There is no way of telling whether a first date will lead to a lifelong relationship or whether it will just be another one to put down to experience. But every new encounter could hold possibilities, especially if the two of you have come together through PARSHIP’s compatibility matching. Whatever ultimately transpires, there are ways of getting the best out of every date.
Where’s the romance in meeting up with strangers to find out if you could be compatible? If that’s the way you feel, maybe you need to take the view that online dating is an adventure, an opportunity to get together with people you’d never have met in the normal course of things. And if you end up having a nice time, maybe making some new friends - and possibly finding someone special - then all well and good. And if you find yourself on a first date where the two of you don’t have much to say to each other, then see it as a learning experience: it can give you clearer picture of the kind of person who is NOT right for you. If you’re a PARSHIP member, you will gain an even clearer idea of what to look for as you go through your list of recommended partners. And if the person you meet doesn’t seem to have much of a clue about anything, you’ll become aware of how much you have to offer by comparison.
Be all that as it may, you shouldn’t plan for a date to last a whole evening - an hour or two is plenty, preferably on neutral ground - a bar or café. Alternatively, you could go to an exhibition or visit the zoo - both provide material for conversation. Or you could organise a get-together with single people you know and maybe some you don’t ... You might even have a friend who would like to join PARSHIP too. Having some extra people along can liven things up and lighten the atmosphere. And what are you going to wear? Jeans or pinstripes, something low-cut or something very casual - it all has a major influence on the impression you create. What’s important is for your clothes to reflect you and the environment you’ve chosen, and that you should feel comfortable.
Well, this is it. You arrive, as punctually as you can, at the appointed place and take a look around … You probably already know something about the person you’re meeting, thanks to emails and the phone, but it’s only in ‘real life’ that you gain a proper impression of what a person is like - from their handshake, their smile, even their smell.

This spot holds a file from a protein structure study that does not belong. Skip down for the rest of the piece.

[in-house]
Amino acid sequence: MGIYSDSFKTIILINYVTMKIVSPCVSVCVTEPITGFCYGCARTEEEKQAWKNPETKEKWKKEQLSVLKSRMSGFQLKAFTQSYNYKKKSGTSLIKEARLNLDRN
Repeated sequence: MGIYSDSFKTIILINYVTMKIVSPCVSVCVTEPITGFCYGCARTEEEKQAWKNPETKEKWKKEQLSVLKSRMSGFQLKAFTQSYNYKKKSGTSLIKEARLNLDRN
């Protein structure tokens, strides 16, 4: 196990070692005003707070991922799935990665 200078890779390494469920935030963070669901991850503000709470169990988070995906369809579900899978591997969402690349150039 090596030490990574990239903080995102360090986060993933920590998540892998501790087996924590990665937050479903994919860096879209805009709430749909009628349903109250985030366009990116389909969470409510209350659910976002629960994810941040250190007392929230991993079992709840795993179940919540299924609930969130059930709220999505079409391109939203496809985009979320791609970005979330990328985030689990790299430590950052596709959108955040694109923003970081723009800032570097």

Ideally you want the conversation to be a relaxed question-and-answer session. Just go ahead and ask: most people are happy to talk about themselves. You should be too, but it shouldn’t be a monologue! You want to find out some more about your companion, and - after all - you’ve told your stories before. If you’re the kind of person who talks a lot when you’re a bit excited, tone things down a little. If the conversation seems to be getting sticky because your date isn’t contributing, be ready to give him or her a chance - wait a moment or two and he or she might well break the silence.
If you’re lost for something to say, just try asking your date how he or she spent last weekend or what he or she has seen recently at the cinema, or make a comment on something he or she is wearing - a striking shirt or nice earrings. Or you can always talk about the influence of the Zodiac on relationships - after all, you don’t have to come up with anything of world-shattering importance. It’s not a competition and the other person isn’t going to dwell on your every word, though you should avoid discussing previous relationships, your sex life, illness, marriage and whether you want children. Don’t make an issue of the fact you are single (“I’m so alone all the time …”). You should rather show that you’re someone who can look after yourself, but don’t misrepresent the real you in the process!
If you liked your date and had an interesting time, then you are going to suggest meeting again. If you’re not sure, you should give things a chance. It’s not as if you are going to have to get married and you might still need some time for the ice to break. If you don’t see any future in it all, just take your leave with a pleasantry such as: “It was very nice to meet you, but I’m not sure we’re a match.” And if you’re on the receiving end of a line like that, it can be tough. It’s not the same as getting the brush-off from someone you have just met at a bar or at a party, where you can make yourself feel better about things by saying that he or she just isn’t open to any possibilities. But the truth of the matter is that you are not going to appeal to everyone. You win some, you lose some - and every date is a new opportunity.